Cohen, Eric; Krzesinski, Jean-Marie ULiege; Launay-Vacher, Vincent et al

in American Journal of Kidney Diseases (2015), 66(5), 869-883

The overlap between oncology and nephrology is an area of growing importance. A major reason for this is that less than half the patients with cancer were long-term survivors years ago, whereas now more ... [more ▼]

The overlap between oncology and nephrology is an area of growing importance. A major reason for this is that less than half the patients with cancer were long-term survivors years ago, whereas now more than two-thirds will live 5 years or longer. Late effects of cancer treatment include nephrotoxicity and are part of current clinical practice. In addition, cancer is now a known feature of chronic kidney disease (CKD), with increased risk in patients receiving dialysis or with a functioning kidney transplant, as well as those with earlier stages of the disease. Therefore, oncologists will refer patients to nephrologists, and nephrologists will need to consult oncologists. This Core Curriculum addresses the key issues at this challenging clinical interface. [less ▲]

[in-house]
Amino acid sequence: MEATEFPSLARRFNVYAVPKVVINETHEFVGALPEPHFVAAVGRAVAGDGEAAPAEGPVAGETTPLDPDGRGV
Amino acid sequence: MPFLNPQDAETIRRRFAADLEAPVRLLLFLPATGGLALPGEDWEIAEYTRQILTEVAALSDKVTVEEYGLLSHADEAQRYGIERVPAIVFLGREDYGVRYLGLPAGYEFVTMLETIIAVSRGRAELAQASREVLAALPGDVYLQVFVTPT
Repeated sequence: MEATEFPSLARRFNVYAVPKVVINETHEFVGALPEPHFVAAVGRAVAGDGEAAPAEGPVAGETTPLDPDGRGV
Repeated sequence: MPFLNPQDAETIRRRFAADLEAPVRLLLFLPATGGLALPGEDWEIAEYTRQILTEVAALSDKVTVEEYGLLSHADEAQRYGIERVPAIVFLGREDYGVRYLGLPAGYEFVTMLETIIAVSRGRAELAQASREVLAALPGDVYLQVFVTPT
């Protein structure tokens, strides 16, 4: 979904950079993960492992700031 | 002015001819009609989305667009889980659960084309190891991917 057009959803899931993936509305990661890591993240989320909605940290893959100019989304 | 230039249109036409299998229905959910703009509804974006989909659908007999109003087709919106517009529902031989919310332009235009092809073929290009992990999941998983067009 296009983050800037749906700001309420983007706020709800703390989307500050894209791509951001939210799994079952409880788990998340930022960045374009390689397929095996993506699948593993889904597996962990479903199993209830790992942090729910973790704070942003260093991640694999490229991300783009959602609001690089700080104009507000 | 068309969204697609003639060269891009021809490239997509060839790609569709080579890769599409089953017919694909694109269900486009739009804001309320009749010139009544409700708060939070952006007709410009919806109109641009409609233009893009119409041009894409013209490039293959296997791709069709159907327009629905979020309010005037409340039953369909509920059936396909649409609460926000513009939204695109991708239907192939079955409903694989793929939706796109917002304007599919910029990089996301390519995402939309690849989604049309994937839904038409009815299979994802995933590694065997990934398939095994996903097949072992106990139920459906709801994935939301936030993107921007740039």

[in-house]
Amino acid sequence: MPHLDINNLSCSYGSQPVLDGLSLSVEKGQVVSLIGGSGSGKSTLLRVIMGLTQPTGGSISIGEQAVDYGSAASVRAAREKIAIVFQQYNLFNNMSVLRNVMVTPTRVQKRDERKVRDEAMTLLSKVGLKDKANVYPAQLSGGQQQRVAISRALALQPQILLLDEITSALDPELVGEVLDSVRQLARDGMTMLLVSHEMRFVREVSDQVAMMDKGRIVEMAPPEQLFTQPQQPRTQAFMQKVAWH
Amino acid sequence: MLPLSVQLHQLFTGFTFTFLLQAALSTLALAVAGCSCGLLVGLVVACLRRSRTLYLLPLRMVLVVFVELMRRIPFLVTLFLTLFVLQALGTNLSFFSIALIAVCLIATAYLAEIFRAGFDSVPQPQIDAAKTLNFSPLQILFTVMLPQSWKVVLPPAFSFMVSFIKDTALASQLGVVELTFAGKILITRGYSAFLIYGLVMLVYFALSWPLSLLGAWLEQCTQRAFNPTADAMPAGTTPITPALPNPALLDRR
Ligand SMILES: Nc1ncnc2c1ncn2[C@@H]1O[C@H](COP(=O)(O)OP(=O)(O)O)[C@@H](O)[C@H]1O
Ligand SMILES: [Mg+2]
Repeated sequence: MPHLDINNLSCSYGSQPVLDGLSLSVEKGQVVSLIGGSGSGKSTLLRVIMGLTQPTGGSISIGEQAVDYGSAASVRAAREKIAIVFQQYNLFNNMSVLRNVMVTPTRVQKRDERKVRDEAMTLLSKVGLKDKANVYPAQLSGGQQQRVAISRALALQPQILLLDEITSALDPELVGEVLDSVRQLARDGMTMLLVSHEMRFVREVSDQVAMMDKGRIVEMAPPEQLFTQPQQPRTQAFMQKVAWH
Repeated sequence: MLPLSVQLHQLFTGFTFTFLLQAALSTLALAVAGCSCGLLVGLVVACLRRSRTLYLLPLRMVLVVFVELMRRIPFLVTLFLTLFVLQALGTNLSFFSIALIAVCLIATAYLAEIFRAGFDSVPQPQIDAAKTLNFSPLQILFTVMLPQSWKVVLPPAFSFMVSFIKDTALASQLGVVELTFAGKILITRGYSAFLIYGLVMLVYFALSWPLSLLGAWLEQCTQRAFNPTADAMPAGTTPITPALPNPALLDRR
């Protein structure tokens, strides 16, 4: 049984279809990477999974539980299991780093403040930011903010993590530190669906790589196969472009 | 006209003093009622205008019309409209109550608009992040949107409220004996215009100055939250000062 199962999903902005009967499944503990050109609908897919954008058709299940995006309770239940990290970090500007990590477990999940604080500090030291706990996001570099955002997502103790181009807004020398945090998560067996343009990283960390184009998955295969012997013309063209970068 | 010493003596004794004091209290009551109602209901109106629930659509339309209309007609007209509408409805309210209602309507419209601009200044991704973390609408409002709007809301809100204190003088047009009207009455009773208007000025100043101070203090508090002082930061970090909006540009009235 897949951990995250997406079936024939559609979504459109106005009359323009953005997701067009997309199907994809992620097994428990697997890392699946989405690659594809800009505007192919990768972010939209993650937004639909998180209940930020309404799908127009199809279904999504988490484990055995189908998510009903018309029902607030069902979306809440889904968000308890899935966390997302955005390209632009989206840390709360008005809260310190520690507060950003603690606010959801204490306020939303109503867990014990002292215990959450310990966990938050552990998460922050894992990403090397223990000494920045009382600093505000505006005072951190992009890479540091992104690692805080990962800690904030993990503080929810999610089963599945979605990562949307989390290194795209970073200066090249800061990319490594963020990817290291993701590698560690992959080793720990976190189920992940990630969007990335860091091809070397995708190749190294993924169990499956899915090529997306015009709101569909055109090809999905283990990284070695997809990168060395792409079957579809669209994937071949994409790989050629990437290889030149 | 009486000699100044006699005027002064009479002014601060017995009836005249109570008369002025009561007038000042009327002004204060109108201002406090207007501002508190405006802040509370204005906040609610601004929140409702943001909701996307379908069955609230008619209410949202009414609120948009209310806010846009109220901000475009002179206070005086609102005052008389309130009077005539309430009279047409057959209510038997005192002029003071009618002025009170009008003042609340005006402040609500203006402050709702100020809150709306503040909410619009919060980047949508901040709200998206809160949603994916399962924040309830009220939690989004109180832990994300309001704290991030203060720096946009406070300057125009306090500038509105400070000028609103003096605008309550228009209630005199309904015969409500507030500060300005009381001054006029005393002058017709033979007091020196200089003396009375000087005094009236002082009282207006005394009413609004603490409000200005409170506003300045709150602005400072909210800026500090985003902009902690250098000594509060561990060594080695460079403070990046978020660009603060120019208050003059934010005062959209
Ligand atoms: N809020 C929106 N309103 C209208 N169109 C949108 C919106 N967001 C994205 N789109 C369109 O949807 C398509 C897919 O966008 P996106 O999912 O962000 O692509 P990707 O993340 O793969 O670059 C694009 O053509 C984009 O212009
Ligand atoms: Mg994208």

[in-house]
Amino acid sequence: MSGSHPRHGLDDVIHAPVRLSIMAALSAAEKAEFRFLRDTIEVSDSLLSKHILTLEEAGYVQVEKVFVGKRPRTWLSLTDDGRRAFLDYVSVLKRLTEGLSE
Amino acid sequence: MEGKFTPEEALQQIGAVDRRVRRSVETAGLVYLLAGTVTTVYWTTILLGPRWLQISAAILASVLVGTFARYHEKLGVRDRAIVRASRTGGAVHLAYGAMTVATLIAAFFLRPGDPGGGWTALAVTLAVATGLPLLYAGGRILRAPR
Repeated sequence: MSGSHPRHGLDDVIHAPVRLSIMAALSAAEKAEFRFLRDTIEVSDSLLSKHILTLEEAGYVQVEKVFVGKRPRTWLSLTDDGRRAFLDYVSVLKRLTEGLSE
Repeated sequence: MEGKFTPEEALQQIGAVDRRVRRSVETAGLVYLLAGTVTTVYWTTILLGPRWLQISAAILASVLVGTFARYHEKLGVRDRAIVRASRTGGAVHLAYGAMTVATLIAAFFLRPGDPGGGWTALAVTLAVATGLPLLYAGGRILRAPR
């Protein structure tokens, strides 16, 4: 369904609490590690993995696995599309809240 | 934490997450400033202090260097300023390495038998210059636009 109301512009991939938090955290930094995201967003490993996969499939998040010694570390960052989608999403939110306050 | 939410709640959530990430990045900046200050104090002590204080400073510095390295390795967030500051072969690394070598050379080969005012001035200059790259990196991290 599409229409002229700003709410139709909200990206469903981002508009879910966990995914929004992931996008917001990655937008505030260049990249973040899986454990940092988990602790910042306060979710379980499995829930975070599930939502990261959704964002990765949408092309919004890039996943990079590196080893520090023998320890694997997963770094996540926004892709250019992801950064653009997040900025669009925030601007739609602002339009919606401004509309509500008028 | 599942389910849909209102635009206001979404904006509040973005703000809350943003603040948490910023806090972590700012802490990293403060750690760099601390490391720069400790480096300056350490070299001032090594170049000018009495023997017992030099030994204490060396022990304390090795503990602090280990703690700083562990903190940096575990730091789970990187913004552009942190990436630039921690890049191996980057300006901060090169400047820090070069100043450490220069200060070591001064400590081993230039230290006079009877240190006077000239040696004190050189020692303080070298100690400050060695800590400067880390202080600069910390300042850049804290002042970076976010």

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See detailThe myth of the future burden of CKD in United States.
DELANAYE, Pierre ULiege; El-Nahas, M; Glassock, RJ

in American Journal of Kidney Diseases (2015), 66(1), 171-172

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See detailSafety of living kidney donation: another brick in the wall…and a solid (physiologic) one.
DELANAYE, Pierre ULiege; Mariat, C; Glassock, RJ

in American Journal of Kidney Diseases (2015), 66(1), 1-3

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See detailCreatinine-based GFR estimating equations in kidney transplant recipients
DELANAYE, Pierre ULiege

in American Journal of Kidney Diseases (2014), 64(5), 818

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See detailGFR Estimation Using Standardized Cystatin C in Kidney Transplant Recipients
Masson, Ingrid; Maillard, Nicolas; Tack, Ivan et al